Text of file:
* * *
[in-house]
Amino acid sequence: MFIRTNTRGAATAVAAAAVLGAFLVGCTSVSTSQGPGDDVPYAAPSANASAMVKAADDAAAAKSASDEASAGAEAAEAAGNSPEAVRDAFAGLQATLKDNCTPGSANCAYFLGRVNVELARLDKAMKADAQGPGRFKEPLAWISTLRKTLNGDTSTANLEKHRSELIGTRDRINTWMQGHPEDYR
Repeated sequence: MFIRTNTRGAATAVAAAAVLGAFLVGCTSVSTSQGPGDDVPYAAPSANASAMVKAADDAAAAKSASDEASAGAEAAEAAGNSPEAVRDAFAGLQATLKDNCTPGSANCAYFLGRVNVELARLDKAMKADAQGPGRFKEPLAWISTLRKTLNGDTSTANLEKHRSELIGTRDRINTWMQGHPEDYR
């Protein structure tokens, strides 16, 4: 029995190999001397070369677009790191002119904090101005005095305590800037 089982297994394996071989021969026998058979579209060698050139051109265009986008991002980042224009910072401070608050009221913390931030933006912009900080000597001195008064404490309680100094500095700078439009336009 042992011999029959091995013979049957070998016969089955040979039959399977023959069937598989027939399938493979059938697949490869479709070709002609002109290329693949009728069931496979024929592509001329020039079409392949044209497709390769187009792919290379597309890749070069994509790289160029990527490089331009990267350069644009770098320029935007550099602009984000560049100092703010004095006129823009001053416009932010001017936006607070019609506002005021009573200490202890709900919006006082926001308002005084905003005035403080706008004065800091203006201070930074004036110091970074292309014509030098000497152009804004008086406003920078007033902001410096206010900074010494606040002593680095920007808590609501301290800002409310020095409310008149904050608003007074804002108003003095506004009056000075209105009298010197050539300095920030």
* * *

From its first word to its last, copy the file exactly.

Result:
[in-house]
Amino acid sequence: MFIRTNTRGAATAVAAAAVLGAFLVGCTSVSTSQGPGDDVPYAAPSANASAMVKAADDAAAAKSASDEASAGAEAAEAAGNSPEAVRDAFAGLQATLKDNCTPGSANCAYFLGRVNVELARLDKAMKADAQGPGRFKEPLAWISTLRKTLNGDTSTANLEKHRSELIGTRDRINTWMQGHPEDYR
Repeated sequence: MFIRTNTRGAATAVAAAAVLGAFLVGCTSVSTSQGPGDDVPYAAPSANASAMVKAADDAAAAKSASDEASAGAEAAEAAGNSPEAVRDAFAGLQATLKDNCTPGSANCAYFLGRVNVELARLDKAMKADAQGPGRFKEPLAWISTLRKTLNGDTSTANLEKHRSELIGTRDRINTWMQGHPEDYR
């Protein structure tokens, strides 16, 4: 029995190999001397070369677009790191002119904090101005005095305590800037 089982297994394996071989021969026998058979579209060698050139051109265009986008991002980042224009910072401070608050009221913390931030933006912009900080000597001195008064404490309680100094500095700078439009336009 042992011999029959091995013979049957070998016969089955040979039959399977023959069937598989027939399938493979059938697949490869479709070709002609002109290329693949009728069931496979024929592509001329020039079409392949044209497709390769187009792919290379597309890749070069994509790289160029990527490089331009990267350069644009770098320029935007550099602009984000560049100092703010004095006129823009001053416009932010001017936006607070019609506002005021009573200490202890709900919006006082926001308002005084905003005035403080706008004065800091203006201070930074004036110091970074292309014509030098000497152009804004008086406003920078007033902001410096206010900074010494606040002593680095920007808590609501301290800002409310020095409310008149904050608003007074804002108003003095506004009056000075209105009298010197050539300095920030």